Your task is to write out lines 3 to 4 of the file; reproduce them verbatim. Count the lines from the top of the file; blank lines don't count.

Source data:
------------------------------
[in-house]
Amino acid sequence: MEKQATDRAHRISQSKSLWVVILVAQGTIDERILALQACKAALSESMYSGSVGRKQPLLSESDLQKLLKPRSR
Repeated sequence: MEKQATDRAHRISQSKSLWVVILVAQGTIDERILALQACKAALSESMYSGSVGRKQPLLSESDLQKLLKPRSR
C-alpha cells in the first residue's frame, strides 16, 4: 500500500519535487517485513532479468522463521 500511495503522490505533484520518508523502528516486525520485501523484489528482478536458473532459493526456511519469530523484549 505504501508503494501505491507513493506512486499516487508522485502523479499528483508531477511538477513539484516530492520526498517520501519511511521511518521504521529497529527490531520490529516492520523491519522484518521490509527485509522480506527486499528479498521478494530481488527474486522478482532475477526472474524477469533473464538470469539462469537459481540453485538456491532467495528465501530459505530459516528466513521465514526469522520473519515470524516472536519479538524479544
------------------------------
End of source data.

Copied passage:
Repeated sequence: MEKQATDRAHRISQSKSLWVVILVAQGTIDERILALQACKAALSESMYSGSVGRKQPLLSESDLQKLLKPRSR
C-alpha cells in the first residue's frame, strides 16, 4: 500500500519535487517485513532479468522463521 500511495503522490505533484520518508523502528516486525520485501523484489528482478536458473532459493526456511519469530523484549 505504501508503494501505491507513493506512486499516487508522485502523479499528483508531477511538477513539484516530492520526498517520501519511511521511518521504521529497529527490531520490529516492520523491519522484518521490509527485509522480506527486499528479498521478494530481488527474486522478482532475477526472474524477469533473464538470469539462469537459481540453485538456491532467495528465501530459505530459516528466513521465514526469522520473519515470524516472536519479538524479544